High-intensity focused ultrasound (HIFU) destroys the prostate tissue via a transrectal ultrasound probe. HIFU leads to tissue necrosis, which is gradually degraded by the immune system. Available data is limited to retrospective series with maximum follow-up of 14 years. In summary, the oncological results are dependent on known risk factors and comparable to radiotherapy: the 10-year survival is 88% (low risk), 82% (medium risk) and 48% (high risk) using the D'Amico classification of prostate cancer risk (Blana et al, 2004) (Ganzer et al, 2013). Side effects of HIFU include erectile dysfunction (44-61%), urinary incontinence (0-14%) and persistent subvesical obstruction (up to 30%), which however can be treated with neoadjuvant or adjuvant TURP. Rare severe complications such as rectal fistulae have been reported (0.7–3.2%) (Pickles et al, 2005).
Cryotherapy of Prostate Cancer:
Cryotherapy is experiencing a renaissance through several technical innovations. Modern cryotherapy devices can apply the freezing and thawing cycles with high speed and high accuracy, the iceball formation can be accurately observed by modern transrectal ultrasound probes (Touma et al, 2005). Complications can be prevented with the help of urethral and rectal warming and with temperature monitoring. Possible complications include persistent subvesical obstruction, urinary incontinence, erectile dysfunction, rectal fistulae and osteitis pubis with chronic pain.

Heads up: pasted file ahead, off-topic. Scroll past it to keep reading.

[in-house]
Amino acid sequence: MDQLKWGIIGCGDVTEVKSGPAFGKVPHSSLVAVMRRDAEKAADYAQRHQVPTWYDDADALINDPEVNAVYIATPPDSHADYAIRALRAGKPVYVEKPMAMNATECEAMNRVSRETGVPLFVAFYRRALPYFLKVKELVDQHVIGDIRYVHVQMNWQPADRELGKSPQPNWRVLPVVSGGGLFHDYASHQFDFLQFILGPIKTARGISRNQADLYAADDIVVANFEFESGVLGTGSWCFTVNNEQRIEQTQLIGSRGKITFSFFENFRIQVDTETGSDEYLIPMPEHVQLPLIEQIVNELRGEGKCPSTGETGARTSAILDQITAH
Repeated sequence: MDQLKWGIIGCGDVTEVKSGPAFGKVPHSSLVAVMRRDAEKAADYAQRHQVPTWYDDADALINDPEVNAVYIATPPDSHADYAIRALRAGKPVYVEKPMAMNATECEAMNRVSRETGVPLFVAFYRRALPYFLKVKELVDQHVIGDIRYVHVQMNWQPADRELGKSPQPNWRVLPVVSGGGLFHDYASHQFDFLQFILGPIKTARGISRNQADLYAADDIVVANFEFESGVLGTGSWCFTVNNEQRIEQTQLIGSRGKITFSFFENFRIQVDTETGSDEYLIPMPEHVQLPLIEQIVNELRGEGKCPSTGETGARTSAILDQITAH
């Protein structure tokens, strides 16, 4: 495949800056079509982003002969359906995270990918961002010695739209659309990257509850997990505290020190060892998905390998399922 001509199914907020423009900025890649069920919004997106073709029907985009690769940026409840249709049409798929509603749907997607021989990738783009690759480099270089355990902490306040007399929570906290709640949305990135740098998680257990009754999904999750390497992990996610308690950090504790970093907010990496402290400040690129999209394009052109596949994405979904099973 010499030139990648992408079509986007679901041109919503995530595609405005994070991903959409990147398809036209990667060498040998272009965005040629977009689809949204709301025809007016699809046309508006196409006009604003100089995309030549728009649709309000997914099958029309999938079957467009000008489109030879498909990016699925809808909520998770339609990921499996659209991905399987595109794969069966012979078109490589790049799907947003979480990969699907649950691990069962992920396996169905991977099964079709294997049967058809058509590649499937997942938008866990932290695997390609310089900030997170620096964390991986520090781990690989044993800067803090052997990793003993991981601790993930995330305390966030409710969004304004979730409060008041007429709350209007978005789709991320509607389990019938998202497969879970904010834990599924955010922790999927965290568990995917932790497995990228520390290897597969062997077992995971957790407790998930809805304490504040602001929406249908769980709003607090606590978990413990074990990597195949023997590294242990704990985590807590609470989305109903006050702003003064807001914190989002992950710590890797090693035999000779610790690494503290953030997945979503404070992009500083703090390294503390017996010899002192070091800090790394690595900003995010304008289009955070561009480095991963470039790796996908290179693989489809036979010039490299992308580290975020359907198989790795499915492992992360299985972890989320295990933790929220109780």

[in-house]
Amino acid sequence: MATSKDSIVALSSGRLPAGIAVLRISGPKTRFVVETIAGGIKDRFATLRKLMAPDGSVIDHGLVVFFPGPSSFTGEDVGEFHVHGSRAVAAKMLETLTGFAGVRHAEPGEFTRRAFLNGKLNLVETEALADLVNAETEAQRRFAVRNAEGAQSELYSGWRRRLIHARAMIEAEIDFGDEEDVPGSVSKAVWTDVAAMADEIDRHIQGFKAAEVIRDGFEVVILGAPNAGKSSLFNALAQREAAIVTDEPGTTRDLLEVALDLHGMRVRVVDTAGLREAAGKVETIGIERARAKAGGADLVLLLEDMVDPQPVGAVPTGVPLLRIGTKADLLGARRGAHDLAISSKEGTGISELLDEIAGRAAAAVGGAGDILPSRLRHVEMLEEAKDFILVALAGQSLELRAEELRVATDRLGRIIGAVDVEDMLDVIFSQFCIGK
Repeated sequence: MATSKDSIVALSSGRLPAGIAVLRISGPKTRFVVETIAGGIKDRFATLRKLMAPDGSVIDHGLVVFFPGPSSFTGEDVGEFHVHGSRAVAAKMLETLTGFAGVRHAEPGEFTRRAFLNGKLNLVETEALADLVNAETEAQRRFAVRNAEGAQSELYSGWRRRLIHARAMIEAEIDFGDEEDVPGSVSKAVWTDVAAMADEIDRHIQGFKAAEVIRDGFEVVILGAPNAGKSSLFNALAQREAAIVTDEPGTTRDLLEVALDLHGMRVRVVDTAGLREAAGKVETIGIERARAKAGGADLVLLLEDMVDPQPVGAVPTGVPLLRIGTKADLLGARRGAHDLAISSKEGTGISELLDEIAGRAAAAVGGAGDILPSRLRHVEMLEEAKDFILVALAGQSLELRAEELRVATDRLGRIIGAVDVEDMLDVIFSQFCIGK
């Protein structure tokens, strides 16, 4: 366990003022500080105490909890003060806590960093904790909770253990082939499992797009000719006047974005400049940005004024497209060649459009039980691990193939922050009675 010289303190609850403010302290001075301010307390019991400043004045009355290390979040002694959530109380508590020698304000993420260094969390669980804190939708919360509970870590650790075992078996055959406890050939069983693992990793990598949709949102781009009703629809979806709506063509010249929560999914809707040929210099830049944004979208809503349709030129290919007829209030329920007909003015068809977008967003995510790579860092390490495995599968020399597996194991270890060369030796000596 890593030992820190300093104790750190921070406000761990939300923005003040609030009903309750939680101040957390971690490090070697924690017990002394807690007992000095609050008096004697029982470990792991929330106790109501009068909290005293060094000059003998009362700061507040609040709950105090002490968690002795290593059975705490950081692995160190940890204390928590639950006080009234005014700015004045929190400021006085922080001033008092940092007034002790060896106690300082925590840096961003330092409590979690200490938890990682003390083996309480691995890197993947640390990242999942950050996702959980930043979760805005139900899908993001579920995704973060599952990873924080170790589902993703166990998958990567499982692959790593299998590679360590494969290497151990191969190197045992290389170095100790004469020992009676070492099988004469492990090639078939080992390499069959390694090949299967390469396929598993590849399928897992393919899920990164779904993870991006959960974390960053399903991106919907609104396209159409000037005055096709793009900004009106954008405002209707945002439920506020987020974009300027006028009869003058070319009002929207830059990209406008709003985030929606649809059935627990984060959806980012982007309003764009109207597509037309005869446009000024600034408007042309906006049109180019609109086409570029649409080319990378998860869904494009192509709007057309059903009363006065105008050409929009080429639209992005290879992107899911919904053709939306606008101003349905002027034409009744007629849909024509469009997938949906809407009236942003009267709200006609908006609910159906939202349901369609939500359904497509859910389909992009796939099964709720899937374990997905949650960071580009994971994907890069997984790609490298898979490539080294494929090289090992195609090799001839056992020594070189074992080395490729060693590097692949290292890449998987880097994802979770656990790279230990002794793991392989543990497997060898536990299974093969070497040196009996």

Up to 8 cryoprobes are inserted into the prostate transperineally in Seldinger technique. A special catheter warms and protects the urethra. Under transrectal ultrasound imaging control of the ice ball formation, the prostate is freezed with minus 195 C, followed by rapid warming. Two freeze-thaw cycles are applied. The patient needs a urethral catheter for 1–3 weeks until the rejection of the necrotic tissue. Controlled studies or retrospective series with long follow-up are not available.
Focal Therapy of Prostate Cancer: